The Relay Attack: Guidance for concerned car owners

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This theft technique, covered widely by the media, exploits a potential vulnerability in so-called ‘keyless entry’ systems and is known as Relay Theft or the Relay Attack.

What is Relay Theft?

Relay theft exploits a vulnerability in passive keyless entry systems, which allow drivers to open and start their cars without removing the keyless fob from their pocket.

Operating in pairs, one criminal holds a device up against the car door, amplifying the signal it broadcasts around the perimeter of the vehicle. Another stands near the front wall or porch of a home, with a device that relays the key’s signal back to his accomplice.

The car is effectively fooled into believing that the owner is within a defined range (usually two metres) and is approaching the car with their key. The door opens, and the signal is relayed a second time, starting the engine. Once started, the engine will not restart without the key present.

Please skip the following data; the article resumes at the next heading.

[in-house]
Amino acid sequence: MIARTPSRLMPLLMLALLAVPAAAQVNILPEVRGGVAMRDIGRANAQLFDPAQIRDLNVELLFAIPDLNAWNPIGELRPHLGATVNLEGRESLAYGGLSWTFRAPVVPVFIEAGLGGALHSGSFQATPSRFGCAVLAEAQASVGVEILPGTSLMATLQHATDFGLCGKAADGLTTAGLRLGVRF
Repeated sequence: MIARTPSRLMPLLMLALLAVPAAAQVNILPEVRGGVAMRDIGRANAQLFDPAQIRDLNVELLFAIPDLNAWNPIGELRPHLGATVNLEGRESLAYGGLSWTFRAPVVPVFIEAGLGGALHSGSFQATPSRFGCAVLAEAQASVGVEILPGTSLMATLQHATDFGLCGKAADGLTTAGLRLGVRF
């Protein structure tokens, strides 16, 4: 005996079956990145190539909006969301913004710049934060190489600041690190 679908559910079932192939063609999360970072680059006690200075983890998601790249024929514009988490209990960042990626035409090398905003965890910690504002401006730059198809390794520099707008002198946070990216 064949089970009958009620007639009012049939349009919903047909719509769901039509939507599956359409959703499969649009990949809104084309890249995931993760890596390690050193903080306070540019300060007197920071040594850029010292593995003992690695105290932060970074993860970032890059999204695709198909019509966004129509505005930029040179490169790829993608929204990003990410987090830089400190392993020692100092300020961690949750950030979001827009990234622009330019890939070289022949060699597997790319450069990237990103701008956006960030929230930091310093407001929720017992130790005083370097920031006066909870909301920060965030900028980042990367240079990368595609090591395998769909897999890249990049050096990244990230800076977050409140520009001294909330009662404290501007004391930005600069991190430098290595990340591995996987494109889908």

What should I do?

If you are worried that your car could be subject to this theft technique, the first question to ask is, “do I have a keyless entry system?”

Keyless entry fobs should not be confused with standard remote fobs. If you have to push a button on the fob to gain entry, it’s not a keyless system and your car is not vulnerable to relay theft.

If you do have a car with a keyless entry system please follow our guidance to make things as tough as possible for thieves:

  1. Ask your dealer: if you’re not sure, get clarity on whether you have a keyless entry system or not. Many carmakers have now introduced motion-sensor enabled fobs, which go to sleep when idle and can’t fall victim to the Relay Attack. If a fob of this type is not available, find out if your current fob can be switched off overnight
  2. Don’t make it easy: store all keys – spares included – away from household entry points. Also, be vigilant and report any suspicious behaviour in your neighbourhood to the Police
  3. Make sure shielding devices work: Faraday pouches and containers can block the signal from a keyless entry fob – but it is important that you test they are effective first. This is very easy to do – simply pop your fob into the pouch, walk up to your car and see if the door will open

Find out more about the vulnerability here